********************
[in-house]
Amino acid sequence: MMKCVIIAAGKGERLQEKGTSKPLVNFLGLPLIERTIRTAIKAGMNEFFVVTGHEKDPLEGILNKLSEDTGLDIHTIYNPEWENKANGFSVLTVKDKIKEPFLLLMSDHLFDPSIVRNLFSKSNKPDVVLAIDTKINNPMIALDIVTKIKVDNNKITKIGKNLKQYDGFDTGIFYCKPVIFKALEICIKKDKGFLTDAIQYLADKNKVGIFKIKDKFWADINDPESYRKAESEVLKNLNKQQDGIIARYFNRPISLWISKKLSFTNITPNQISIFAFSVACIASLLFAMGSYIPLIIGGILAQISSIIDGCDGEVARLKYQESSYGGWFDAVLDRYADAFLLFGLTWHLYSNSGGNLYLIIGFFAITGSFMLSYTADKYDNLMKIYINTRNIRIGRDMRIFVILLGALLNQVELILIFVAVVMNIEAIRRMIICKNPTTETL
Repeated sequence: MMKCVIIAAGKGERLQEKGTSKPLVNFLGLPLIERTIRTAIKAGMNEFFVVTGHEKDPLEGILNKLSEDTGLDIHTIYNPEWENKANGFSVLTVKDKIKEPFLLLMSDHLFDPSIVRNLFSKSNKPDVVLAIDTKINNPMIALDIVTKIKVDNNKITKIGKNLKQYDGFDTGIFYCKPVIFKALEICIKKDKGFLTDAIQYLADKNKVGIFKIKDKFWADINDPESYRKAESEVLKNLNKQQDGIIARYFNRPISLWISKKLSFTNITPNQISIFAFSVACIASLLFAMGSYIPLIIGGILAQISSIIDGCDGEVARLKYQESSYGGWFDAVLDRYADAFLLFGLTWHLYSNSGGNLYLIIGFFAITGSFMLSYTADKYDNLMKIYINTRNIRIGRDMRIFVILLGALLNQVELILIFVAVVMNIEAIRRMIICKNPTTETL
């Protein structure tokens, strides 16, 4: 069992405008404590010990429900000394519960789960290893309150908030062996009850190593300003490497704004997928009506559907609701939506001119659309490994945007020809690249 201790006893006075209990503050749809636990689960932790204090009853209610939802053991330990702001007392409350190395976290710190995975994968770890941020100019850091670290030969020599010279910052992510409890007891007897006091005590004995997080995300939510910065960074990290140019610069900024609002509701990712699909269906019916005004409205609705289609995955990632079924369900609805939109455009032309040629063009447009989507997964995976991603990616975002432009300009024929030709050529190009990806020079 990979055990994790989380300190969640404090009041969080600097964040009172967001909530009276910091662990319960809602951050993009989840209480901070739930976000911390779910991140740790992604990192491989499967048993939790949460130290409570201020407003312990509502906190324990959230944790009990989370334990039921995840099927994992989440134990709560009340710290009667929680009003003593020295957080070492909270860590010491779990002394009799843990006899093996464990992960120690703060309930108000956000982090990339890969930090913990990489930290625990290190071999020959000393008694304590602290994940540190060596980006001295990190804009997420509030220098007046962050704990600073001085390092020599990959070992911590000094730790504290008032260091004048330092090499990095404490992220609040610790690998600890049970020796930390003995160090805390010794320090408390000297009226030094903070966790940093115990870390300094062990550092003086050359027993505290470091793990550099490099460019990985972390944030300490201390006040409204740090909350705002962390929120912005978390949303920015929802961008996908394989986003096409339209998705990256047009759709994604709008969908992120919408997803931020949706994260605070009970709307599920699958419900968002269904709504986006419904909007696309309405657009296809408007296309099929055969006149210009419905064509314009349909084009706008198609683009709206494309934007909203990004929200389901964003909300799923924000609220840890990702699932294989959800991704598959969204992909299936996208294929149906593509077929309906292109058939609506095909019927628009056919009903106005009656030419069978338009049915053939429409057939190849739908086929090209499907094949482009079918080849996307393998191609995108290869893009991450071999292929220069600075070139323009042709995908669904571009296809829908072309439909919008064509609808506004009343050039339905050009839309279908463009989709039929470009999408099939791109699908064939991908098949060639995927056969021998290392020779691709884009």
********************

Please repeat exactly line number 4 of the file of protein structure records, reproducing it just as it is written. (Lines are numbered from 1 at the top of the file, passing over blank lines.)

């Protein structure tokens, strides 16, 4: 069992405008404590010990429900000394519960789960290893309150908030062996009850190593300003490497704004997928009506559907609701939506001119659309490994945007020809690249 201790006893006075209990503050749809636990689960932790204090009853209610939802053991330990702001007392409350190395976290710190995975994968770890941020100019850091670290030969020599010279910052992510409890007891007897006091005590004995997080995300939510910065960074990290140019610069900024609002509701990712699909269906019916005004409205609705289609995955990632079924369900609805939109455009032309040629063009447009989507997964995976991603990616975002432009300009024929030709050529190009990806020079 990979055990994790989380300190969640404090009041969080600097964040009172967001909530009276910091662990319960809602951050993009989840209480901070739930976000911390779910991140740790992604990192491989499967048993939790949460130290409570201020407003312990509502906190324990959230944790009990989370334990039921995840099927994992989440134990709560009340710290009667929680009003003593020295957080070492909270860590010491779990002394009799843990006899093996464990992960120690703060309930108000956000982090990339890969930090913990990489930290625990290190071999020959000393008694304590602290994940540190060596980006001295990190804009997420509030220098007046962050704990600073001085390092020599990959070992911590000094730790504290008032260091004048330092090499990095404490992220609040610790690998600890049970020796930390003995160090805390010794320090408390000297009226030094903070966790940093115990870390300094062990550092003086050359027993505290470091793990550099490099460019990985972390944030300490201390006040409204740090909350705002962390929120912005978390949303920015929802961008996908394989986003096409339209998705990256047009759709994604709008969908992120919408997803931020949706994260605070009970709307599920699958419900968002269904709504986006419904909007696309309405657009296809408007296309099929055969006149210009419905064509314009349909084009706008198609683009709206494309934007909203990004929200389901964003909300799923924000609220840890990702699932294989959800991704598959969204992909299936996208294929149906593509077929309906292109058939609506095909019927628009056919009903106005009656030419069978338009049915053939429409057939190849739908086929090209499907094949482009079918080849996307393998191609995108290869893009991450071999292929220069600075070139323009042709995908669904571009296809829908072309439909919008064509609808506004009343050039339905050009839309279908463009989709039929470009999408099939791109699908064939991908098949060639995927056969021998290392020779691709884009």